The mechanisms through which oral commensal bacteria mitigates uncontrolled inflammatory responses of the oral mucosa remain unknown. Here, we show that representative oral bacterial species normally associated with oral health [S. gordonii (Sg), V. parvula (Vp), A. naeslundii (An), C. sputigena (Cs), and N. mucosa (Nm)] enhanced differential chemokine responses in oral epithelial cells (OECs), with some bacteria (An, Vp, and Nm) inducing higher chemokine levels (CXCL1, CXCL8) than others (Sg, Cs). Although all bacterial species (except Cs) increased CCL20 mRNA levels consistent with protein elevations in cell lysates, only An, Vp, and Nm induced higher CCL20 secretion, similar to the effect of the oral pathogen F. nucleatum (Fn). In contrast, most CCL20 remained associated with OECs exposed to Sg and negligible amounts released into the cell supernatants. Consistently, Sg attenuated An-induced CCL20. MiR-4516 and miR-663a were identified as Sg-specifically induced miRNAs modulating validated targets of chemokine-associated pathways. Cell transfection with miR-4516 and miR-663a decreased An-@@@@@and Fn-induced CCL20. MiRNA upregulation and attenuation of An-induced CCL20 by Sg were reversed by catalase. Up-regulation of both miRNAs was specifically enhanced by oral streptococci H2O2producers. These findings suggest that CCL20 levels produced by OECs in response to bacterial challenge are regulated by Sg-induced miR-4516 and miR-663a in a mechanism that involves hydrogen peroxide. This type of molecular mechanism could partly explain the central role of specific oral streptococcal species in balancing inflammatory and antimicrobial responses given the critical role of CCL20 in innate (antimicrobial) and adaptive immunity (modulates Th17 responses).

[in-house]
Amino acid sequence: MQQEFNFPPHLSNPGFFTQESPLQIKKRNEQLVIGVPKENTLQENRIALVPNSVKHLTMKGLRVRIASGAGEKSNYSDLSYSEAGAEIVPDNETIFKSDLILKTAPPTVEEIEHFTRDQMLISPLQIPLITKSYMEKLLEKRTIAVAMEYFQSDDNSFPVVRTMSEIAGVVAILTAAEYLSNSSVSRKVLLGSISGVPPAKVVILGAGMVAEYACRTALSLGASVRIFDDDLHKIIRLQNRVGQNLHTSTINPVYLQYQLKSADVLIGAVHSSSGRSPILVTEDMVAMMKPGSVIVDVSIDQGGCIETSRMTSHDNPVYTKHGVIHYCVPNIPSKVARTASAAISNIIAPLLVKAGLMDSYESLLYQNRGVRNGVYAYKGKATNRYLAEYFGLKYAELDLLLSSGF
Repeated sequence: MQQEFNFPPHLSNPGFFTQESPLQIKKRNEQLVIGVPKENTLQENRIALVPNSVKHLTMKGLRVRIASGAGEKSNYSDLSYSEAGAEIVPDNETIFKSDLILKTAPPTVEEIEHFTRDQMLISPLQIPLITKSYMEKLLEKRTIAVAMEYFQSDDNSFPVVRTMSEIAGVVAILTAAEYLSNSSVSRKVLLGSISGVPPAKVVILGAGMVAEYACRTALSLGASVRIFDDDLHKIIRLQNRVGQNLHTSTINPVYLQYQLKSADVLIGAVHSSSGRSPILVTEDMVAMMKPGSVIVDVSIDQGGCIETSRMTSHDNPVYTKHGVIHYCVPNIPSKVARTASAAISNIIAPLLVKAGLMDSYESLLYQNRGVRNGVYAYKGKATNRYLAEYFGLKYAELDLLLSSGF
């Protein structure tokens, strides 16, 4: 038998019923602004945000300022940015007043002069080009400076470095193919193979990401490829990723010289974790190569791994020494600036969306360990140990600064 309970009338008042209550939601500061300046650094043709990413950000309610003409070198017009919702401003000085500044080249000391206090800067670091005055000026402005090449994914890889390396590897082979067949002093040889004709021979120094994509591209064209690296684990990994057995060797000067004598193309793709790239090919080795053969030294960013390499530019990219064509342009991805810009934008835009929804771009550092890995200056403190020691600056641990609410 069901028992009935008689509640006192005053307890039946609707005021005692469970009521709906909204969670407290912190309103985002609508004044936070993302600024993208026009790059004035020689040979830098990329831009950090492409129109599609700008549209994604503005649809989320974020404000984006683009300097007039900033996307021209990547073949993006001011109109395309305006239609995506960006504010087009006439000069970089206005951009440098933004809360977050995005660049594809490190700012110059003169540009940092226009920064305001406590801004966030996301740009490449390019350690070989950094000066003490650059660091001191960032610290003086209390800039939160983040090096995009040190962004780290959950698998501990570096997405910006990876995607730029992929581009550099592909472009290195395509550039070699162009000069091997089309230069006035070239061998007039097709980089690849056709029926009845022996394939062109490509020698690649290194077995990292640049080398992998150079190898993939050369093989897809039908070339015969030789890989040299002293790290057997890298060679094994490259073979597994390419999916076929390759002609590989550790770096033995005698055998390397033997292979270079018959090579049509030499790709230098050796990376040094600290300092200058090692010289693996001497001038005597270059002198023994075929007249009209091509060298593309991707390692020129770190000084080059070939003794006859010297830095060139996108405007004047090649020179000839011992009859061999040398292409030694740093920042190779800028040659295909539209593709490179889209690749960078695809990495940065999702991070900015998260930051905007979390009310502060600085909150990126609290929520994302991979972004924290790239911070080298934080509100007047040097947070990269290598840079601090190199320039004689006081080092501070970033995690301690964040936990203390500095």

|Journal||Infection and Immunity|
|State||Published - Mar 2022|
Bibliographical noteFunding Information:
This study was supported by the National Institutes of Health/National Institute of Dental and Craniofacial Research (DE024586). We thank the Genomics Core Laboratory at the University of Kentucky for their support in miRNA analysis.
Copyright © 2022 American Society for Microbiology. All Rights Reserved.
- Chemokine regulation
- Hydrogen peroxide
- Oral commensal bacteria
- Oral epithelial cells
ASJC Scopus subject areas
- Infectious Diseases